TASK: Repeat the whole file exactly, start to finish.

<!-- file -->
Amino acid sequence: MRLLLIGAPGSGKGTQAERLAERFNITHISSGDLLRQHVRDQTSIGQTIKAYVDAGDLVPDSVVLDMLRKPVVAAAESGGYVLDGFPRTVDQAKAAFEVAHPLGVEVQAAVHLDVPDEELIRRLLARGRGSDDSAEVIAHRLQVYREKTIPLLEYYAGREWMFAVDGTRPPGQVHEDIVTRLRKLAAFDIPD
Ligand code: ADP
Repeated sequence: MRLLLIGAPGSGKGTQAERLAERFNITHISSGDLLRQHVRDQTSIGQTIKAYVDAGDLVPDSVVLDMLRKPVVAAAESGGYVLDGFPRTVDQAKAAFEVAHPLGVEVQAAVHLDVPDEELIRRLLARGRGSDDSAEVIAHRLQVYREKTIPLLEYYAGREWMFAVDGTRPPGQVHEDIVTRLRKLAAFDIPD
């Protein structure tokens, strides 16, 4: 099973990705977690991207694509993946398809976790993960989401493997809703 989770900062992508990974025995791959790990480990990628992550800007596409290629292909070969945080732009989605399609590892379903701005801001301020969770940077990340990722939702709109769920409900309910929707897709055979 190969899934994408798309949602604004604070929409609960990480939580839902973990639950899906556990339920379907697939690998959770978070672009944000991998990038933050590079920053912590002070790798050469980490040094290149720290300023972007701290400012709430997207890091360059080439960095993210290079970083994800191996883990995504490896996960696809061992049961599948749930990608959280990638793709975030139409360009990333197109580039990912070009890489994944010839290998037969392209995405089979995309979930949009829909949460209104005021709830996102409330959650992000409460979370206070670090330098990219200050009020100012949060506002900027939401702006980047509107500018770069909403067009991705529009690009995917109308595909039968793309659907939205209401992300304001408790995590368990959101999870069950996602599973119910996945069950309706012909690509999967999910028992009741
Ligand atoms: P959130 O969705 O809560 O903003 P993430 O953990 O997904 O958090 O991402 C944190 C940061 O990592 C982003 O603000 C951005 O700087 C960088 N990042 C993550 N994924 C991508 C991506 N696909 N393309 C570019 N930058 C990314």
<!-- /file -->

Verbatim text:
Amino acid sequence: MRLLLIGAPGSGKGTQAERLAERFNITHISSGDLLRQHVRDQTSIGQTIKAYVDAGDLVPDSVVLDMLRKPVVAAAESGGYVLDGFPRTVDQAKAAFEVAHPLGVEVQAAVHLDVPDEELIRRLLARGRGSDDSAEVIAHRLQVYREKTIPLLEYYAGREWMFAVDGTRPPGQVHEDIVTRLRKLAAFDIPD
Ligand code: ADP
Repeated sequence: MRLLLIGAPGSGKGTQAERLAERFNITHISSGDLLRQHVRDQTSIGQTIKAYVDAGDLVPDSVVLDMLRKPVVAAAESGGYVLDGFPRTVDQAKAAFEVAHPLGVEVQAAVHLDVPDEELIRRLLARGRGSDDSAEVIAHRLQVYREKTIPLLEYYAGREWMFAVDGTRPPGQVHEDIVTRLRKLAAFDIPD
């Protein structure tokens, strides 16, 4: 099973990705977690991207694509993946398809976790993960989401493997809703 989770900062992508990974025995791959790990480990990628992550800007596409290629292909070969945080732009989605399609590892379903701005801001301020969770940077990340990722939702709109769920409900309910929707897709055979 190969899934994408798309949602604004604070929409609960990480939580839902973990639950899906556990339920379907697939690998959770978070672009944000991998990038933050590079920053912590002070790798050469980490040094290149720290300023972007701290400012709430997207890091360059080439960095993210290079970083994800191996883990995504490896996960696809061992049961599948749930990608959280990638793709975030139409360009990333197109580039990912070009890489994944010839290998037969392209995405089979995309979930949009829909949460209104005021709830996102409330959650992000409460979370206070670090330098990219200050009020100012949060506002900027939401702006980047509107500018770069909403067009991705529009690009995917109308595909039968793309659907939205209401992300304001408790995590368990959101999870069950996602599973119910996945069950309706012909690509999967999910028992009741
Ligand atoms: P959130 O969705 O809560 O903003 P993430 O953990 O997904 O958090 O991402 C944190 C940061 O990592 C982003 O603000 C951005 O700087 C960088 N990042 C993550 N994924 C991508 C991506 N696909 N393309 C570019 N930058 C990314």